The fund that beats all comers in the Large-Cap Core sector is a high-conviction portfolio with a track record of getting its big bets right, all for a cost substantially lower than most other active funds.
The catch? It’s closed to new investors.
The $52.3 billion Vanguard Primecap fund has returned 118.9% over the past five years, carrying an expense ratio of just 0.39%, but even existing investors face restrictions over how much more money they can invest, with the limit currently set at $25,000 a year.
At the heart of the fund’s success has been a punchy management style, with the management team behind it willing to stray far from the index in their search for returns.
Pasadena, California-based group Primecap Odyssey Funds runs the strategy with a team of managers each individually responsible for their own portion of the portfolio, and able to allocate across all sectors with it.
While the fund’s money is spread across 132 holdings, the managers’ high-conviction approach is shown in the allocation across sectors. Their three favourites – technology, healthcare and industrials – make up 78% of the fund, while less than 1% is held in consumer staples, energy, real estate and utilities combined.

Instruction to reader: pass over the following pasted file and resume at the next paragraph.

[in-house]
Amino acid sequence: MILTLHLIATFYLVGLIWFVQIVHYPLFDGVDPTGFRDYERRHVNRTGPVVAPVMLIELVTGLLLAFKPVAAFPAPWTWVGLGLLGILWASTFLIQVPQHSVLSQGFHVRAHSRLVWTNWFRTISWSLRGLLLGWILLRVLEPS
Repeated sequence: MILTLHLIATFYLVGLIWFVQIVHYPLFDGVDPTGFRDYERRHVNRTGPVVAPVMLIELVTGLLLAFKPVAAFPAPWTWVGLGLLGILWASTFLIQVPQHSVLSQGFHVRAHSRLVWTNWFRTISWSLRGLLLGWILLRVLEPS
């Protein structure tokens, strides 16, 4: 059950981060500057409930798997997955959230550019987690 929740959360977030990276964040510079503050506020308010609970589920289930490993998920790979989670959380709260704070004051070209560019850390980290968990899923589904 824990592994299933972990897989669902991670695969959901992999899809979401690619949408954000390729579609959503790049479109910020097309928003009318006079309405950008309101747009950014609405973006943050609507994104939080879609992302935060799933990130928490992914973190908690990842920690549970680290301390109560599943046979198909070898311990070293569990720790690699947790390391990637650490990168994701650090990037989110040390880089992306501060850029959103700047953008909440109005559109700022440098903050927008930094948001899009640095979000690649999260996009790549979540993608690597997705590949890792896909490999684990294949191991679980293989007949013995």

Top tech tips
Their biggest bet is to technology stocks, at 37.8% of the fund, a huge overweight to the S&P 500’s 22.5%. It’s a play that has paid off handsomely, especially in the semiconductor space, which makes up 12% of the fund, four times the index weighting.
Top-10 holding Nvidia is up 240% over the last year, while Micron Technology, their 15th largest holding, has rallied 158% over the same period. And the managers see semiconductors going from strength to strength, as the possibilities unleashed by the ‘internet of thing’ become apparent.
‘The so-called “internet of things” is expected to transform the manufacturing and healthcare industries as the availability of real-time information will allow for dramatic cost and quality improvements,’ they said. ‘Semiconductors are the physical devices that enable the internet of things, self-learning algorithms, and the vast majority of other information processing, storage, and transmission-based products and services that businesses and consumers increasingly rely on.’
For those keen to get a slice of Primecap’s investment strategy but without a foothold in the Vanguard fund, they only need to cast their eyes two places lower in the performance tables.
Third over five years is the Primecap Odyssey Stock fund, one of the group’s proprietary funds, although like the Vanguard fund, it doesn’t feature in our table, which is based on manager ratio rather than total returns. Without the juggernaut of Vanguard behind it, it’s smaller, at $7 billion, and crucially, open.
It’s not as cheap as its Vanguard counterpart, with an expense ratio of 0.69%, nor are its bets quite as punchy. Like the Vanguard fund, it’s heavily into technology, healthcare and industrials, and at 65% of the fund they are still dominant, but with a tad more restraint.
And while the portfolio may not look quite as racy, with JPMorgan and Eli Lilly as the two top holdings compared with Alphabet and Biogen, returns of 101% over five years are hardly pedestrian.